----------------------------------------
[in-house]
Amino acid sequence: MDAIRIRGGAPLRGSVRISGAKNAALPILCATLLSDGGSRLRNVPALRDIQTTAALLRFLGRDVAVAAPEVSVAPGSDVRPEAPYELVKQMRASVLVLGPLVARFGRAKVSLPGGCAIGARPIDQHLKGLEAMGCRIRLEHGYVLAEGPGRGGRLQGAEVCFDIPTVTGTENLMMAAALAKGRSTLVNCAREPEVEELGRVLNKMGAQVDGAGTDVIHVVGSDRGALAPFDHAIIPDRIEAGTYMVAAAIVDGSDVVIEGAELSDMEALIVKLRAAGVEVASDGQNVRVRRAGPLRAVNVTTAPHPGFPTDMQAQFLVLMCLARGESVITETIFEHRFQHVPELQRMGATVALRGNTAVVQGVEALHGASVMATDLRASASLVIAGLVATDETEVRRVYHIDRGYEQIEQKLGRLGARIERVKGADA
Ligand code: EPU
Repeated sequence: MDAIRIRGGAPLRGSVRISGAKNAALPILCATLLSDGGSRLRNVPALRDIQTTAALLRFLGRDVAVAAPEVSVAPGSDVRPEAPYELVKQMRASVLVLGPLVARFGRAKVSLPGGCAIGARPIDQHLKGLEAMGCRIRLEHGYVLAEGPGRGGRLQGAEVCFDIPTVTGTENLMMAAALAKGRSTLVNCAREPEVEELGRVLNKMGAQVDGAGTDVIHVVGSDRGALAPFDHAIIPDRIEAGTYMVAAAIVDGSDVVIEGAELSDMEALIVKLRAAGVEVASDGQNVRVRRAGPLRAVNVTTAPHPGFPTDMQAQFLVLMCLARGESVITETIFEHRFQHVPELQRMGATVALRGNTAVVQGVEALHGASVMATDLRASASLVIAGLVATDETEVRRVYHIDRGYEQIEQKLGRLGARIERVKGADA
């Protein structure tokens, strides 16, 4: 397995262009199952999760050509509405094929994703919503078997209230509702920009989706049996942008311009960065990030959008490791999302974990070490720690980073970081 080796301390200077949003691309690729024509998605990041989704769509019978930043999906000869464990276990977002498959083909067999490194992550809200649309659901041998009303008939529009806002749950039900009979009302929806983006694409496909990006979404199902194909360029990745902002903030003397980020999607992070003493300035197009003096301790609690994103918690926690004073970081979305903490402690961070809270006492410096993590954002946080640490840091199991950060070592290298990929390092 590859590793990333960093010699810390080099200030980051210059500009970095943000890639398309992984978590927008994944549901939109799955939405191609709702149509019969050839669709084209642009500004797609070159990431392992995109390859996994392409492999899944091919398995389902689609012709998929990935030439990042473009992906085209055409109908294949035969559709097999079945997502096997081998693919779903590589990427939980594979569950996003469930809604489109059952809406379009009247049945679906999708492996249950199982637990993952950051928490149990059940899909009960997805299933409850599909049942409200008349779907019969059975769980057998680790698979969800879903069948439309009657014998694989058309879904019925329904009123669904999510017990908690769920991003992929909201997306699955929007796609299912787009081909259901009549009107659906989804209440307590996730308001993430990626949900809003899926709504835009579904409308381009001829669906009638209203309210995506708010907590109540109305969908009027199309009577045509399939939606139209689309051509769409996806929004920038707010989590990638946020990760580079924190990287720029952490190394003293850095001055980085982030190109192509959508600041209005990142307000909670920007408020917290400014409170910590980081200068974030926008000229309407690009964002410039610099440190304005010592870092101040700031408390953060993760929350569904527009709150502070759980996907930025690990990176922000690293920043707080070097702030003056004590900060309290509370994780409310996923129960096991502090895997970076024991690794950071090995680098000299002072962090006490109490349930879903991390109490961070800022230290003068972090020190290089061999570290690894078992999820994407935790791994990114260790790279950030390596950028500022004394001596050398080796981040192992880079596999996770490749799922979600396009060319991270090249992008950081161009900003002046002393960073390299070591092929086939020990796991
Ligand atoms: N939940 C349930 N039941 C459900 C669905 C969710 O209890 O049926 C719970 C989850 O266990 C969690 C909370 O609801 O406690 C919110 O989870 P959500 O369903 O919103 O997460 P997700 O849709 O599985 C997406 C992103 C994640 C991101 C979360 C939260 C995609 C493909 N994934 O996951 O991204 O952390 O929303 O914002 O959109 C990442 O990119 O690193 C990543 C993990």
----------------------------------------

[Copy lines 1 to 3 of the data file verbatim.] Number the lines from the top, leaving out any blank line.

[in-house]
Amino acid sequence: MDAIRIRGGAPLRGSVRISGAKNAALPILCATLLSDGGSRLRNVPALRDIQTTAALLRFLGRDVAVAAPEVSVAPGSDVRPEAPYELVKQMRASVLVLGPLVARFGRAKVSLPGGCAIGARPIDQHLKGLEAMGCRIRLEHGYVLAEGPGRGGRLQGAEVCFDIPTVTGTENLMMAAALAKGRSTLVNCAREPEVEELGRVLNKMGAQVDGAGTDVIHVVGSDRGALAPFDHAIIPDRIEAGTYMVAAAIVDGSDVVIEGAELSDMEALIVKLRAAGVEVASDGQNVRVRRAGPLRAVNVTTAPHPGFPTDMQAQFLVLMCLARGESVITETIFEHRFQHVPELQRMGATVALRGNTAVVQGVEALHGASVMATDLRASASLVIAGLVATDETEVRRVYHIDRGYEQIEQKLGRLGARIERVKGADA
Ligand code: EPU